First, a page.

Therefore, to answer the question specifically is, yes, Unum could cover depression after the birth of a baby if the condition is severe enough to prevent returning to work after the normal 6 weeks of maternity leave.

The above discussion applies to ALL impairments. I keep seeing questions such as, “Does Unum cover irritable bowel syndrome?”, or, “Does MetLife cover fibromyalgia? etc.  And again, the answer is that insurers cover any impairment with medical restrictions and limitations that prevents one from working. Both criteria must be met in order to meet the definition of disability in all private and group policies.

Claimants should also keep in mind that a diagnosis does NOT equal disability. Just because your physician has diagnosed you with a medical condition requiring treatment does not necessarily mean you can’t continue working. Many employees continue working with various medical conditions until there are unable to work at the standard required by their employers. Private disability is always determined when medical restrictions and limitations diagnosed by a qualified physician prevent you from working. (Remembering, of course, that insurers themselves determine who meets the definition of disability in the policy and who doesn’t.)

What do I do if I am abused by my employer as a disabled employee?

Employment abuse should be immediately reported to your state Human Rights Commission and EEOC. Then, retain a good employment attorney to discuss any future actions you may have against your employer.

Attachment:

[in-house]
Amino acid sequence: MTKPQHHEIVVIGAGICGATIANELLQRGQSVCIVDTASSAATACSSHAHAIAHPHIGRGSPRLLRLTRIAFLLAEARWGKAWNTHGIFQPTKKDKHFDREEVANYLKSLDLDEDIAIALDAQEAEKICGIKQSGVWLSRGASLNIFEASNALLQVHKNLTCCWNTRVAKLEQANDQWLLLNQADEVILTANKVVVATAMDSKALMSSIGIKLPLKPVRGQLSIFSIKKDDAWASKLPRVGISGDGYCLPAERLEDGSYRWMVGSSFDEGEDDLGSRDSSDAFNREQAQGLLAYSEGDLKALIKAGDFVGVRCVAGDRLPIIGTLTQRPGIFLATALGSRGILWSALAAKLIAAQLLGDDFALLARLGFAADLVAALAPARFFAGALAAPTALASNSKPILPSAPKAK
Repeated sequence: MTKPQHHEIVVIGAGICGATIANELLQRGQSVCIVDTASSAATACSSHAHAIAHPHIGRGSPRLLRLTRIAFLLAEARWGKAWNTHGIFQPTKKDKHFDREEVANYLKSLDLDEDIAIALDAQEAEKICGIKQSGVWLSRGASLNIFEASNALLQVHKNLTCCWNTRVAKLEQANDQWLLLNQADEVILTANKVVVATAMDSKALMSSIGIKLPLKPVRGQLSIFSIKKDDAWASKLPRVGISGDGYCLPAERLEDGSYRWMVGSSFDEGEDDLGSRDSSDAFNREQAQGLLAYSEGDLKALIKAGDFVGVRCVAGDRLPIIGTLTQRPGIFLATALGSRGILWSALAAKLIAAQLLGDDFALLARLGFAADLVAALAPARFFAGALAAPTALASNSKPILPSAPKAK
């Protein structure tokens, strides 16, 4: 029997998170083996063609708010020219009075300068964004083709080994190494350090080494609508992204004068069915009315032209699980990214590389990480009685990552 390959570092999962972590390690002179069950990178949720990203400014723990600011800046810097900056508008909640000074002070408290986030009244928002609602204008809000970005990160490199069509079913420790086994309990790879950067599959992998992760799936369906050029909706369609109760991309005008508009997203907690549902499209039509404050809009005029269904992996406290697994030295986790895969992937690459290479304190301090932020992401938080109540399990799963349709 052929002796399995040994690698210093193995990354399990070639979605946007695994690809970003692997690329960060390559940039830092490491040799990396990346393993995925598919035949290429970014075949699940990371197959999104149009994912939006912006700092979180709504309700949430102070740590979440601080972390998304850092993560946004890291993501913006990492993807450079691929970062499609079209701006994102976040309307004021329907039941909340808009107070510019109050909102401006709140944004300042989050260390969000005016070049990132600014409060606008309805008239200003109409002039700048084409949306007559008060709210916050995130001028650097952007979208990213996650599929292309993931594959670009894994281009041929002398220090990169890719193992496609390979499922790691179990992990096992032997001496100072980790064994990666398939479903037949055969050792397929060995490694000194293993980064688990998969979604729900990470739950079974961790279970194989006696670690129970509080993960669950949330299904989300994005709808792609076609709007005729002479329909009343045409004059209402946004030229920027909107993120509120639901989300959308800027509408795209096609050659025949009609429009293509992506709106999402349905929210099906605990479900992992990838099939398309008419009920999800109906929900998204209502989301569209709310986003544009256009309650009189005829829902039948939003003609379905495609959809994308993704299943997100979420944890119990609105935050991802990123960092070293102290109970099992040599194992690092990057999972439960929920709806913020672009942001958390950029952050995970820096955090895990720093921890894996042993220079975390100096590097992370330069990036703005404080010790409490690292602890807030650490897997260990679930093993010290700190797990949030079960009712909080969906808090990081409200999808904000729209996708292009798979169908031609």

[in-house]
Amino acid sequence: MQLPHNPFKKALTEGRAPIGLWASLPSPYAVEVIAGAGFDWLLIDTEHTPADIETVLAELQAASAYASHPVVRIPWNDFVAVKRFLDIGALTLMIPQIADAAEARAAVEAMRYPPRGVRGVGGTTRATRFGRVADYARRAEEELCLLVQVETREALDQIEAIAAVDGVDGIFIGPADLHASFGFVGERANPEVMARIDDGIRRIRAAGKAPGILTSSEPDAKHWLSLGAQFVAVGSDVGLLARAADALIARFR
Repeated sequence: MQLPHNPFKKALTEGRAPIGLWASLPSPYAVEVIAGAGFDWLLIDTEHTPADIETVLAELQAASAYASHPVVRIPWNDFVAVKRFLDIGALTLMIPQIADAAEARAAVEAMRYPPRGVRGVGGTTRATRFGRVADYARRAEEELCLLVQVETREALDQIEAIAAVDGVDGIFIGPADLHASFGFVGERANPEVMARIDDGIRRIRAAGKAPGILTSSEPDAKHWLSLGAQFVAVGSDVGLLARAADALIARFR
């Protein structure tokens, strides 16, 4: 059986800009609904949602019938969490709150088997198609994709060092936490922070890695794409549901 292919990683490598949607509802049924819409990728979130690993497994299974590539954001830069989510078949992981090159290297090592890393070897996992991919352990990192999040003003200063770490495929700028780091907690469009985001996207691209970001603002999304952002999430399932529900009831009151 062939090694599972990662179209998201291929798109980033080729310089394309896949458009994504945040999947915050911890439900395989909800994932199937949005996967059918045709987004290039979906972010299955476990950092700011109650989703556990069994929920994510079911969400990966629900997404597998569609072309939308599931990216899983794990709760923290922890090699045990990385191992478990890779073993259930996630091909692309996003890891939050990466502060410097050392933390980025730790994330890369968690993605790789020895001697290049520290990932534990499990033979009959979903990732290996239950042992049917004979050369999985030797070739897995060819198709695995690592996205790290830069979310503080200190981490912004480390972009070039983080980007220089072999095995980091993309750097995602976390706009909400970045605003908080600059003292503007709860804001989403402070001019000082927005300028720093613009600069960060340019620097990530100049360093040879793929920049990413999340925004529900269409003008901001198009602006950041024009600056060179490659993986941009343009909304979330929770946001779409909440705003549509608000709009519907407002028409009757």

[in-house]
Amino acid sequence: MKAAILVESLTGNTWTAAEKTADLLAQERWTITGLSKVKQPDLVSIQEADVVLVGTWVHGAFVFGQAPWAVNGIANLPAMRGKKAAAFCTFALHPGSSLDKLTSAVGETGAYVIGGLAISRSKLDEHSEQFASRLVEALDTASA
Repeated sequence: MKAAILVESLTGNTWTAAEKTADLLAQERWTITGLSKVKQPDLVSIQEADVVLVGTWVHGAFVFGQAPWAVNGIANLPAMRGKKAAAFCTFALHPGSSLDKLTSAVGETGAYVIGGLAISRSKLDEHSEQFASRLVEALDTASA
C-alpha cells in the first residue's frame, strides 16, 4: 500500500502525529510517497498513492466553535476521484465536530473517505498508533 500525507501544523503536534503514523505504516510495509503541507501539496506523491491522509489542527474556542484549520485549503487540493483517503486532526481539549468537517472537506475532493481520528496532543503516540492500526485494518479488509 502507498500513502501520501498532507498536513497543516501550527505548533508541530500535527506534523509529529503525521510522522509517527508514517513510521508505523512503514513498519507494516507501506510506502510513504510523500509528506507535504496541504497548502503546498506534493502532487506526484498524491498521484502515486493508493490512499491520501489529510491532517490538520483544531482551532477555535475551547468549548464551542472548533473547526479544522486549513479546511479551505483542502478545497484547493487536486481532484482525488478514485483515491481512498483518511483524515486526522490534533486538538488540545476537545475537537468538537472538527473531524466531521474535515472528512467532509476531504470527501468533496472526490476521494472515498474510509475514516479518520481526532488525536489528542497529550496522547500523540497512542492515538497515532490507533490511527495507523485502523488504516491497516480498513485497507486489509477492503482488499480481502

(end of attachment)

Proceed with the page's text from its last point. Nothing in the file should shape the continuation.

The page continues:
Why do I keep getting paperwork and letters from Unum even if they don’t really say anything new?

Unum’s management wants to know that your claim isn’t part of the claims handler’s backlog. In addition, management requires your claim to be “touched” (reviewed) frequently so that there are no opportunities lost to deny the claim. It’s very interesting, MetLife, Aetna, and CIGNA do not send out enough status letters while Unum sends them out even when they don’t need to. These patterns of practice indicate to me Unum may still be micromanaging the claims process and forcing its claims personnel to set frequent flups. Go figure.

I’m devastated. My company says I can’t get benefits because my claim is pre-existing. What do I do now?

With the exception of catastrophic and sudden disability, pre-existing condition denials should never happen. New employees who are eligible, and are then covered under the employer’s Group STD/LTD Plan should obtain copies of the Certificate Booklet and read it. In the Plan, it will describe under what conditions a claim would be considered pre-existing. Although there are many versions of pre-existing condition provisions, the most common is the 3/12 provision.

The 3/12 pre-existing condition provision states that claims filed within 12 months of the Effective Date of Coverage (EDOC), will have a three-month look-back to determine if the claimant took prescribed medications, or was treated for the same claimed medical condition(s). Claimants treated for the same medical condition during the 3 month look-back are not eligible for benefits.

For example:

Claimants date of hire:  August 1, 2014

Effective Date of LTD Plan:  October 1, 2014

Date of Disability:  December 1, 2014.

Claimant’s date of disability is within 12 months of the Effective Date of Coverage, therefore, the three-month look-back period is May, June and July 2014, If the insured was treated for the  claimed disability, and/or took prescribed medications for the same disability, the claim is determined to be pre-existing and will not be paid.

In order to be eligible for benefits under the employer’s Plan claimants must remain at work at least 12 months from the Effective Date of Coverage. Knowing this in advance, claimants could remain at work as long as possible in order to receive benefits under the Plan. Pre-existing condition denials are very difficult to contest since claimants are either treated during the look-back period or they are not. Unlike other claims decisions, pre-existing conditions are not a matter of opinion, but a matter of mathematics in calculating the look-back period.